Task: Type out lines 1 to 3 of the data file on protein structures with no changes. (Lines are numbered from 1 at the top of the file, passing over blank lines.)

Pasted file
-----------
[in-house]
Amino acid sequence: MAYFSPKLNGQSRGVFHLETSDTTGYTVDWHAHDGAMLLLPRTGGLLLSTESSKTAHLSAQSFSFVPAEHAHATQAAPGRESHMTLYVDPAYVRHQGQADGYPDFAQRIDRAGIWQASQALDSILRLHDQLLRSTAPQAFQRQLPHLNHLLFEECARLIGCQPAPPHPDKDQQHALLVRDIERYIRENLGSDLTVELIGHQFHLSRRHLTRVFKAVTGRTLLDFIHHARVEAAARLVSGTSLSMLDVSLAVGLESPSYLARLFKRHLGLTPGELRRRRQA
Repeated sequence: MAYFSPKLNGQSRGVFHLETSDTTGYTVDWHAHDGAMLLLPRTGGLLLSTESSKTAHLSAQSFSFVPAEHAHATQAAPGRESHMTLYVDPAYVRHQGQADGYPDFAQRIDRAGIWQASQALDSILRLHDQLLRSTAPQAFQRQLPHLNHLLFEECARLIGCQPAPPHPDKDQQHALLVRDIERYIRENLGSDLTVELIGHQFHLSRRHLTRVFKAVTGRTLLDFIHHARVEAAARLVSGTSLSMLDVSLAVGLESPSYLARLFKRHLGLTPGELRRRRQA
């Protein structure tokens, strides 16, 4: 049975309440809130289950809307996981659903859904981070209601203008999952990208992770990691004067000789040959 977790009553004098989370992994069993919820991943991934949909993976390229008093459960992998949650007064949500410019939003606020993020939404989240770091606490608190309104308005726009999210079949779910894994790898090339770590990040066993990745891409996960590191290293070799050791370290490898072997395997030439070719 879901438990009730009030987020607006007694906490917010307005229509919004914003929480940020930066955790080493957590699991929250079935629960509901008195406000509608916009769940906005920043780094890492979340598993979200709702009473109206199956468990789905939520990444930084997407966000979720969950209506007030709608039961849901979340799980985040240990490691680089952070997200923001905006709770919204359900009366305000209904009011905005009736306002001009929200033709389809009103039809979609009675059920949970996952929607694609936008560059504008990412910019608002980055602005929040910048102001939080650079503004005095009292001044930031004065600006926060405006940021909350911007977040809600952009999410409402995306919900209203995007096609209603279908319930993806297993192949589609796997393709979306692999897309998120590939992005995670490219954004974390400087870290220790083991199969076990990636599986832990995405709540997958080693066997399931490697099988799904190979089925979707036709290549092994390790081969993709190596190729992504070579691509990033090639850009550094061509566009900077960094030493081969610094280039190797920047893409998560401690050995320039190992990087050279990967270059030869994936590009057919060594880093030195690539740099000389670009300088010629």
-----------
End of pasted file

[in-house]
Amino acid sequence: MAYFSPKLNGQSRGVFHLETSDTTGYTVDWHAHDGAMLLLPRTGGLLLSTESSKTAHLSAQSFSFVPAEHAHATQAAPGRESHMTLYVDPAYVRHQGQADGYPDFAQRIDRAGIWQASQALDSILRLHDQLLRSTAPQAFQRQLPHLNHLLFEECARLIGCQPAPPHPDKDQQHALLVRDIERYIRENLGSDLTVELIGHQFHLSRRHLTRVFKAVTGRTLLDFIHHARVEAAARLVSGTSLSMLDVSLAVGLESPSYLARLFKRHLGLTPGELRRRRQA
Repeated sequence: MAYFSPKLNGQSRGVFHLETSDTTGYTVDWHAHDGAMLLLPRTGGLLLSTESSKTAHLSAQSFSFVPAEHAHATQAAPGRESHMTLYVDPAYVRHQGQADGYPDFAQRIDRAGIWQASQALDSILRLHDQLLRSTAPQAFQRQLPHLNHLLFEECARLIGCQPAPPHPDKDQQHALLVRDIERYIRENLGSDLTVELIGHQFHLSRRHLTRVFKAVTGRTLLDFIHHARVEAAARLVSGTSLSMLDVSLAVGLESPSYLARLFKRHLGLTPGELRRRRQA